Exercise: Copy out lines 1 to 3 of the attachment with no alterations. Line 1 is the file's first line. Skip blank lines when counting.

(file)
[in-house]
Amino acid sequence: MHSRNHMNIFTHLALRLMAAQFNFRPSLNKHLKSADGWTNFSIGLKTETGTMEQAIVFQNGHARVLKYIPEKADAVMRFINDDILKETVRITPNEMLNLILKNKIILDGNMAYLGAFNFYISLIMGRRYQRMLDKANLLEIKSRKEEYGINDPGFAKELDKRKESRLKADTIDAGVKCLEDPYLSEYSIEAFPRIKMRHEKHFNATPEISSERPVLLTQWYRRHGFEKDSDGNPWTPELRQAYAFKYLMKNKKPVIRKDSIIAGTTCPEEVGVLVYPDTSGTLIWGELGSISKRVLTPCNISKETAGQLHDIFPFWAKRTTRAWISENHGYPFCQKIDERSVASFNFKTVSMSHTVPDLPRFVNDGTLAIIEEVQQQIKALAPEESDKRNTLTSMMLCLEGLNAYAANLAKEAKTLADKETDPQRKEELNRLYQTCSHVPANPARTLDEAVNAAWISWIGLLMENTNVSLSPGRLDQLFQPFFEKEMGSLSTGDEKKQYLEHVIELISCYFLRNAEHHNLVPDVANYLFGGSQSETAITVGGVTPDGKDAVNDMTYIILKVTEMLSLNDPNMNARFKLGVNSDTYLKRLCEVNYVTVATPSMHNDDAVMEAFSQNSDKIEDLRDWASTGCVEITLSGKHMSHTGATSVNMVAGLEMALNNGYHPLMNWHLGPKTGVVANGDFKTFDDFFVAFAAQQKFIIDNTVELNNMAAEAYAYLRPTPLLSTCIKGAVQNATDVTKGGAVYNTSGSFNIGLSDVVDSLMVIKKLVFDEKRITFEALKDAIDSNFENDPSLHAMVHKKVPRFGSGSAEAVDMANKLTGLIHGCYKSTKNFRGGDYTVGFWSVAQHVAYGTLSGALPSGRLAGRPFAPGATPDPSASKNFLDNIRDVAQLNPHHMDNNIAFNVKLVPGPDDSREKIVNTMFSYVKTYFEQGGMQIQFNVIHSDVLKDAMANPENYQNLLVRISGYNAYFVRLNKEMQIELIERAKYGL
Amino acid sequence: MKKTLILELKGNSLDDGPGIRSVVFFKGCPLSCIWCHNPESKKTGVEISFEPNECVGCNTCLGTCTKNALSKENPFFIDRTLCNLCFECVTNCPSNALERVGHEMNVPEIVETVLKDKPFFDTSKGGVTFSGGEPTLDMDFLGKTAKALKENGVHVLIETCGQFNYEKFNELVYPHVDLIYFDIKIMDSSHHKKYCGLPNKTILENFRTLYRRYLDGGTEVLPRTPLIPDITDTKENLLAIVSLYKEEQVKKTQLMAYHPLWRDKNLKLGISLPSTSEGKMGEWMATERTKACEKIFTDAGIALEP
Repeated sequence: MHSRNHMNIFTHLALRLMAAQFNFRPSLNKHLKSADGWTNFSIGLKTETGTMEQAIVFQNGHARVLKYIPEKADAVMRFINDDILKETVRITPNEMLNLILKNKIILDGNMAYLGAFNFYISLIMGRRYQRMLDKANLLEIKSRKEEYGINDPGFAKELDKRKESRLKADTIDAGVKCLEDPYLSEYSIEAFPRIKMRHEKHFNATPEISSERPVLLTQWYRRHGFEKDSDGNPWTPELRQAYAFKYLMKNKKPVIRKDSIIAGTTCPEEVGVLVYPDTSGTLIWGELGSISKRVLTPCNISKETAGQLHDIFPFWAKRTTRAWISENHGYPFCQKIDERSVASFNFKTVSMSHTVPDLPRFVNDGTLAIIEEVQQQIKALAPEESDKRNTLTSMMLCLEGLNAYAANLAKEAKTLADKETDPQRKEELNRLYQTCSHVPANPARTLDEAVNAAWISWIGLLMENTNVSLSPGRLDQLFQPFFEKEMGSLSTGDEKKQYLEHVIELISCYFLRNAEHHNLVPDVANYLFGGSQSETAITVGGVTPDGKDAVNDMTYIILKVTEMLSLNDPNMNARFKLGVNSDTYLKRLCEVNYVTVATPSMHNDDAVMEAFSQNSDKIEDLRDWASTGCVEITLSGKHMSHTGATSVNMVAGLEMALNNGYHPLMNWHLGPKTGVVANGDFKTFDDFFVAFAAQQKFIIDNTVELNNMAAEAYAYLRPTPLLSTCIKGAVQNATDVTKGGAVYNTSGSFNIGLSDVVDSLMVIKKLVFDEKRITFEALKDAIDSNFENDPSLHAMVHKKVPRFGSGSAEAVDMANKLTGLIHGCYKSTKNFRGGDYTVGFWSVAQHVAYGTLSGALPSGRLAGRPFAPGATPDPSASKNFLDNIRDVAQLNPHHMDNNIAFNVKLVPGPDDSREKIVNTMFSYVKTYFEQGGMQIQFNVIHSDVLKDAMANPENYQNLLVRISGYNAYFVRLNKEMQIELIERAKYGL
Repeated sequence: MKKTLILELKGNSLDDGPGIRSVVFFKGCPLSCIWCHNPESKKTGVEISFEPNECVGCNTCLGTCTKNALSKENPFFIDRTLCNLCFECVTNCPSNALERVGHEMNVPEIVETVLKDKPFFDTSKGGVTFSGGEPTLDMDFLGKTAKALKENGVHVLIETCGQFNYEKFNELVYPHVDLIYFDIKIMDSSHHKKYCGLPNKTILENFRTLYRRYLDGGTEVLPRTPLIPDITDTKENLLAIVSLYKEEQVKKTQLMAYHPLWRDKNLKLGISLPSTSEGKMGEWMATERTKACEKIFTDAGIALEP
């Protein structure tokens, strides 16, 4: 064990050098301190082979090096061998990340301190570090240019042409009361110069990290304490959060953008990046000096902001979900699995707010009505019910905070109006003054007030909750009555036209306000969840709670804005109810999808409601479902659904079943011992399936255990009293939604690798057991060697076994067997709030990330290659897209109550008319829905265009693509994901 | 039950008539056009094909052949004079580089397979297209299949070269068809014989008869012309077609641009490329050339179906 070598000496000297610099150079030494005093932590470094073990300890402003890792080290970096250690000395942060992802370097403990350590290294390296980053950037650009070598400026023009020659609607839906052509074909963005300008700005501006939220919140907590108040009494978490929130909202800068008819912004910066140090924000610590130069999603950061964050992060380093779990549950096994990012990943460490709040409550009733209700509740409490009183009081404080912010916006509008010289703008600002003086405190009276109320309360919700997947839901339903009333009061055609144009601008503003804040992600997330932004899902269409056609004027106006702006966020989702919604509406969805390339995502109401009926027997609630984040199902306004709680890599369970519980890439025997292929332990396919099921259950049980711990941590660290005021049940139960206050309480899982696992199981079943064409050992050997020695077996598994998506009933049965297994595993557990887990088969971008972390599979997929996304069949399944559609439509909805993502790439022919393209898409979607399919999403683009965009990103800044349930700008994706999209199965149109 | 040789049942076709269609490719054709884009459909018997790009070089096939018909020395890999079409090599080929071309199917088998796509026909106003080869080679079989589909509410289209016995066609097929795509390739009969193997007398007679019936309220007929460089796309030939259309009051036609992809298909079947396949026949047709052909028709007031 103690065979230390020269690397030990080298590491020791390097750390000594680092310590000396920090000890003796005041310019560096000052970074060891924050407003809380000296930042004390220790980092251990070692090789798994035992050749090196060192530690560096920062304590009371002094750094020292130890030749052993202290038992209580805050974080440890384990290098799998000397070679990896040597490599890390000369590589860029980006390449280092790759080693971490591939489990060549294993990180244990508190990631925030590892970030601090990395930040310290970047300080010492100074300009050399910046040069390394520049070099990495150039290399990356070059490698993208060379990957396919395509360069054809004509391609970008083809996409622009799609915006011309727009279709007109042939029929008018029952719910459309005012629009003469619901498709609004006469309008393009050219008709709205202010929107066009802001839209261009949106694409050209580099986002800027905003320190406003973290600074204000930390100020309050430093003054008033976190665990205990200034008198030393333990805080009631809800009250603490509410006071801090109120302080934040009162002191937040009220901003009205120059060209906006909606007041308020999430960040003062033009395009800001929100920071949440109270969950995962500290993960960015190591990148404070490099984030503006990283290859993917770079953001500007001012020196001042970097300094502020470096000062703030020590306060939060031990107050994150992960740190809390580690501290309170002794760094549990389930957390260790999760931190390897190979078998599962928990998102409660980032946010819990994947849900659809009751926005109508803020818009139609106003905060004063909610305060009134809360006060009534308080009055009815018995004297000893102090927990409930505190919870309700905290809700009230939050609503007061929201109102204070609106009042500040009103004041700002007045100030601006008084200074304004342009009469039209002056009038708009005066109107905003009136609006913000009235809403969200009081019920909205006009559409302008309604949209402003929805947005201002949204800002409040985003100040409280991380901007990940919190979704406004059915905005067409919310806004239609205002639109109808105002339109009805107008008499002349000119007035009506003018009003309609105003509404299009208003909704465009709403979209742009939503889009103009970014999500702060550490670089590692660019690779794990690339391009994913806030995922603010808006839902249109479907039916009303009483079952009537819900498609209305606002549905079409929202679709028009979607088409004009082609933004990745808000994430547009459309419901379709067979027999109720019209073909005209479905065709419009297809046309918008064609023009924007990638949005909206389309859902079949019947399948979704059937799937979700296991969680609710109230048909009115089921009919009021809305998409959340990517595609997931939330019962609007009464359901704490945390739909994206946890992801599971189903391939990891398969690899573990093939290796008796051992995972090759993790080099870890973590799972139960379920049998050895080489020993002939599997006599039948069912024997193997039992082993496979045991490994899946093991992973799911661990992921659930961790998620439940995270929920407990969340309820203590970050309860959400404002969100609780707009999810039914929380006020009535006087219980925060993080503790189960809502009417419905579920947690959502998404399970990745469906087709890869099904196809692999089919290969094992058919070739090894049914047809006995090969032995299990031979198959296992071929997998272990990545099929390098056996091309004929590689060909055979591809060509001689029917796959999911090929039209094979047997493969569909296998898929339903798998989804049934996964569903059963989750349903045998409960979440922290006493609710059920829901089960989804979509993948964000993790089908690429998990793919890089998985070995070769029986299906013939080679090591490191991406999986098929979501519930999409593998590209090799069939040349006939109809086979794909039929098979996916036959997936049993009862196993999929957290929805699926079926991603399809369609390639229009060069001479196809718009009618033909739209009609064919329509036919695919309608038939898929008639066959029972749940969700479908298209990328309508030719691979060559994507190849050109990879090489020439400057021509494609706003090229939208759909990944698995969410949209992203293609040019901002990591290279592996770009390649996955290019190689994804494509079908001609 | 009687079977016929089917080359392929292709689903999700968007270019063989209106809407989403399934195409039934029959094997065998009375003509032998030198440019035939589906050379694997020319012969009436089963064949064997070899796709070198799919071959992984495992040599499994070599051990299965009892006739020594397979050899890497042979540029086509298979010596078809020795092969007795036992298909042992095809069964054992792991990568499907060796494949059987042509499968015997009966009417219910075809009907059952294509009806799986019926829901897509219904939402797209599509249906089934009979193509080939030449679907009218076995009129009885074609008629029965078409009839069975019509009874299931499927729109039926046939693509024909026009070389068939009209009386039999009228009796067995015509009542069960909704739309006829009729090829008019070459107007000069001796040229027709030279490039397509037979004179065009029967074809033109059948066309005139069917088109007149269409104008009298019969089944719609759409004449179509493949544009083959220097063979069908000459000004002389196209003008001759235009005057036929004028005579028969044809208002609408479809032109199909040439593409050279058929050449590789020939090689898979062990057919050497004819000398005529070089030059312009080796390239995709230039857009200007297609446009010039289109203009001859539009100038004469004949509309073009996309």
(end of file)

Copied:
[in-house]
Amino acid sequence: MHSRNHMNIFTHLALRLMAAQFNFRPSLNKHLKSADGWTNFSIGLKTETGTMEQAIVFQNGHARVLKYIPEKADAVMRFINDDILKETVRITPNEMLNLILKNKIILDGNMAYLGAFNFYISLIMGRRYQRMLDKANLLEIKSRKEEYGINDPGFAKELDKRKESRLKADTIDAGVKCLEDPYLSEYSIEAFPRIKMRHEKHFNATPEISSERPVLLTQWYRRHGFEKDSDGNPWTPELRQAYAFKYLMKNKKPVIRKDSIIAGTTCPEEVGVLVYPDTSGTLIWGELGSISKRVLTPCNISKETAGQLHDIFPFWAKRTTRAWISENHGYPFCQKIDERSVASFNFKTVSMSHTVPDLPRFVNDGTLAIIEEVQQQIKALAPEESDKRNTLTSMMLCLEGLNAYAANLAKEAKTLADKETDPQRKEELNRLYQTCSHVPANPARTLDEAVNAAWISWIGLLMENTNVSLSPGRLDQLFQPFFEKEMGSLSTGDEKKQYLEHVIELISCYFLRNAEHHNLVPDVANYLFGGSQSETAITVGGVTPDGKDAVNDMTYIILKVTEMLSLNDPNMNARFKLGVNSDTYLKRLCEVNYVTVATPSMHNDDAVMEAFSQNSDKIEDLRDWASTGCVEITLSGKHMSHTGATSVNMVAGLEMALNNGYHPLMNWHLGPKTGVVANGDFKTFDDFFVAFAAQQKFIIDNTVELNNMAAEAYAYLRPTPLLSTCIKGAVQNATDVTKGGAVYNTSGSFNIGLSDVVDSLMVIKKLVFDEKRITFEALKDAIDSNFENDPSLHAMVHKKVPRFGSGSAEAVDMANKLTGLIHGCYKSTKNFRGGDYTVGFWSVAQHVAYGTLSGALPSGRLAGRPFAPGATPDPSASKNFLDNIRDVAQLNPHHMDNNIAFNVKLVPGPDDSREKIVNTMFSYVKTYFEQGGMQIQFNVIHSDVLKDAMANPENYQNLLVRISGYNAYFVRLNKEMQIELIERAKYGL
Amino acid sequence: MKKTLILELKGNSLDDGPGIRSVVFFKGCPLSCIWCHNPESKKTGVEISFEPNECVGCNTCLGTCTKNALSKENPFFIDRTLCNLCFECVTNCPSNALERVGHEMNVPEIVETVLKDKPFFDTSKGGVTFSGGEPTLDMDFLGKTAKALKENGVHVLIETCGQFNYEKFNELVYPHVDLIYFDIKIMDSSHHKKYCGLPNKTILENFRTLYRRYLDGGTEVLPRTPLIPDITDTKENLLAIVSLYKEEQVKKTQLMAYHPLWRDKNLKLGISLPSTSEGKMGEWMATERTKACEKIFTDAGIALEP